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Stratigraphy of the Afar


Region
Stratigraphy of the Afar Region

The oldest basement rocks of the Afar region are a series of volcanic, meta-
igneous and meta-sedimentary rocks found at the edge of the Afar Depression,
which form part of the Arabian-Nubian Shield. They were accreted when east
and west Gondwana collided during the Pan African orogeny in the late
Proterozoic, creating a series of north-south to ENE-WSW trending structures
and northwest-southeast trending shear zones (eg. Vail, 1985; Stern 94;
Abdelsalem & Stern 96). This formed a continuous stable platform until the
Permian when intra-continental rifting associated with the break up of
Gondwana (rifting between Africa and Madagascar) led to a shallow marine
transgression from the Indian Ocean and the deposition of Permian to
Palaeogene sedimentary strata on a continental passive margin (Hunegnaw et
al, 1998; Schull, 98; Bosellini et al, 01; Wolfenden et al 2005). This was
followed by a period of uplift and erosion to a peneplain with laterites
(Davidson et al, 1994; Drury et al, 1994).

About
45Ma
approximately
1km of
basalts
topped
with
rhyolites
were
emplaced
across
southwest
Ethiopia.
These
may
represent
either
the
initial
interaction
of the
plume
with

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the lithosphere (Ebinger et al, 1993; Ebinger & Sleep, 1998) or relate to a
separate plume (George et al, 1998). Between about 42 and 22Ma flood
basalts sequences covered much of the region. These are approximately coeval
with northeast-directed extension in the southern Red Sea and Gulf of Aden
(Baker et al, 1996; Hofman et al, 1997; Ayalew et al, 2002; Uskins et al, 2002;
Ayalew & Yirgu, 2003; Coulie et al, 2003).

The flood sequences peaked between about 31-29Ma with the emplacement of
up to 2km of lavas and ignimbrites along the Nubian and Arabian margins of
the southern Red Sea (Ebinger et al, 1993; Hofmann et al, 1997; Wolfenden et
al 2005). The volcanics are made up repeating sequences of basaltic lava flows
overlain by rhyolites including ignimbrites, airfall tuffs and lavas. Silicic
volcanics are up to 50% of the preserved thickness and lie towards the top of
the sequence. Rhyolitic centres include massive glassy effusive volcanic rocks,
phenocryst rich crystalline intrusions which form irregular to dome shaped
flows (Ayalew et al, 2006). These Eocene to early Miocene volcanic rocks are
found mainly round the edge of the Afar Depression on the Ethiopian and
Somalian Plateau. Where they do occur within the Afar Depression (Trap
Basalts - 25-15Ma) they are heavily weathered and dissected by faults (Beyene
& Abdelsalam, 2005).

The Miocene igneous rocks of the Afar region are divided into the peralkaline
granites (26-22Ma), the Trap Basalts (25-15Ma), the Mabla rhyolite series (14-
10Ma) and the Dahla series (8-6Ma) (Varet, 1978). There are local variations in
the timing and distribution of these series (Wolfenden, 2005). The alkaline to
per-alkaline granites are found along the eastern and western edges of the Afar
Depression and in the north. They intrude the late Proterozoic basement, the
Mesozoic marine sequences and the older volcanic sequences (Varet, 1978).
The Trap Basalts are part of the flood basalt sequences. They overlie the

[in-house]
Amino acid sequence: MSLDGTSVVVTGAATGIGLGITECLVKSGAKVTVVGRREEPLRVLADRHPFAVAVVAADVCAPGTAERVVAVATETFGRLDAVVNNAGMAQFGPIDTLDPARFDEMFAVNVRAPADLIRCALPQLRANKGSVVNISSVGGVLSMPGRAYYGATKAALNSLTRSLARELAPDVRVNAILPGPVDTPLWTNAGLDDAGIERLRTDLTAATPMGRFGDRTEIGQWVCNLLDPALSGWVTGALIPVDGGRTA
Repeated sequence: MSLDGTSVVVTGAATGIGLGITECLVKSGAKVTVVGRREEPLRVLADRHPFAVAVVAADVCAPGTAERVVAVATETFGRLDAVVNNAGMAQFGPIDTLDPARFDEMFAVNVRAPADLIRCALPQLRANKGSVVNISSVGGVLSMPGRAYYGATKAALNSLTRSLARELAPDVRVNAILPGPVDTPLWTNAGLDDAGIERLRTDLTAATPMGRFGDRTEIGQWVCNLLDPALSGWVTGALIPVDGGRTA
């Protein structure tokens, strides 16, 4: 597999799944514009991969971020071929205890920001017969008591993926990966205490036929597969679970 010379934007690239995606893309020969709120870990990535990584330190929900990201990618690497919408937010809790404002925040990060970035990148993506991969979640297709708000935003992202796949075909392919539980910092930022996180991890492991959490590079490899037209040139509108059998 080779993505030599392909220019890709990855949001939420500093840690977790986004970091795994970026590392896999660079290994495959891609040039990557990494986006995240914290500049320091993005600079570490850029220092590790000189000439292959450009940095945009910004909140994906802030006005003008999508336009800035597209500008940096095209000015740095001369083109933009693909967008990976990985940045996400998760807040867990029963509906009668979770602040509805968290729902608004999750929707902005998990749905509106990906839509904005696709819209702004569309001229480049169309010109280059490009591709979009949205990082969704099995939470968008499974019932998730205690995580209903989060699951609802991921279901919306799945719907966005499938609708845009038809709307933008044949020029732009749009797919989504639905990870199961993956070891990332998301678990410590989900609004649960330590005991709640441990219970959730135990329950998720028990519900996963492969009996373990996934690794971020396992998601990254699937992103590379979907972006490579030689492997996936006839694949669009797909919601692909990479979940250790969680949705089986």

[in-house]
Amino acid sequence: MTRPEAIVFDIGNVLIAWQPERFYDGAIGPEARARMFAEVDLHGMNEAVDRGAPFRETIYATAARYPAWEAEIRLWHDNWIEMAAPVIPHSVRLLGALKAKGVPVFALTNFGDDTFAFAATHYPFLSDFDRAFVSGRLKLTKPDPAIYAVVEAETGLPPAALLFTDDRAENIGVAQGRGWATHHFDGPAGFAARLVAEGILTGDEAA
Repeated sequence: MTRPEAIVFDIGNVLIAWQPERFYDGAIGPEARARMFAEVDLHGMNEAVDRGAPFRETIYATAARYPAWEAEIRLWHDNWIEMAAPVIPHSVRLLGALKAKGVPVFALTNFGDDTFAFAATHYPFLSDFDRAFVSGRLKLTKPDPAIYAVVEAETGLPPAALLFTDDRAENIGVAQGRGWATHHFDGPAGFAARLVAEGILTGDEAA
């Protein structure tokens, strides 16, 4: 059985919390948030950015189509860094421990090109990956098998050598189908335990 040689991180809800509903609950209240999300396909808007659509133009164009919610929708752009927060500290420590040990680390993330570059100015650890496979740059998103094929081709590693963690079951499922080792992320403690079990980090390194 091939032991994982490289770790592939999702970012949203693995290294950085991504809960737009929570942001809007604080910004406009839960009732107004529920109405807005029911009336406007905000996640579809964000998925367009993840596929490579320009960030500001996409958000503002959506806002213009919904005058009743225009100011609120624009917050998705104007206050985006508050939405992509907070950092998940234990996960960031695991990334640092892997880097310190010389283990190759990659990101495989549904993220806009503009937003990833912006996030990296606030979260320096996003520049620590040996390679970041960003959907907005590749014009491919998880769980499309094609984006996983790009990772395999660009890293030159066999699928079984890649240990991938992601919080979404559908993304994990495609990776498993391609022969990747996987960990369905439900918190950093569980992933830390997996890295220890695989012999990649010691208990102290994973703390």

Mesozoic sediments and are in places intruded by the peralkaline granites. The
Mabla Series erupted from north-south trending vents and consists of rhyolites
and ignimbrites with some minor basalt flows (Varet, 1978; Vellutini, 1990).
The Dalha Series consists of basaltic fissural flows up to 800m thick with some
rare sedimentary rocks and ignimbrites inter-bedded between the flows (Varet,
1978).

The most extensive volcanic sequence covering about two thirds of the Afar
Depression is the Pliocene-Pleistocene Afar Stratoid Series. Individual basalt
flows are between 1 and 6m thick and the whole Series is up to 1500m thick. It
lies non-conformably on the Dalha Series indicating a period of erosion and
lowered magmatic activity between the two series (Varet, 1978).

In the east and west of the Afar Depression are the Tranverse volcanics and
Marginal centres. These are east/northeast trending volcanic centres around 4
million years old and are intercalculated with the top of the Afar Stratoid
Series. The Transverse volcanics consist of basaltic lava flows with inclusions of

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peridotite nodules suggesting a mantle source. The Marginal centres are


summit calderas with trachytic and rhyolitic sequences (Barberi & Varet, 1975;
Barberi & Varet, 1977; Varet 1978).

The Quaternary Axial Volcanic Ranges


are characterised by fissure eruptions
and shield volcanoes with basaltic flows
and alkaline and per-alkaline silicic
rocks and occur along northwest-
southeast trending narrow rift zones.
The Axial Volcanic Ranges are underlain
by thin ocean-type crust which youngs
from the marginal to the central zones.
These similarities with mid-oceanic
ridges have led to the idea that the
Axial Volcanic Ranges represent oceanic spreading centres (Varet, 1978; Tefera
et al, 1996).

Photograph is of the rift zone to the south of Dabbahu volcano in the Axial
Volcanic Ranges. The cracks are in older basalts, softer sedimentary rocks and
volcanic ash (photo: Julie Rowland, University of Auckland).

The Quaternary sedimentary rocks of the Afar Depression are mainly


fluvial/lacustrine with thicknesses up to 200m in places (Varet, 1978).

Back to Geology of Afar Region

References

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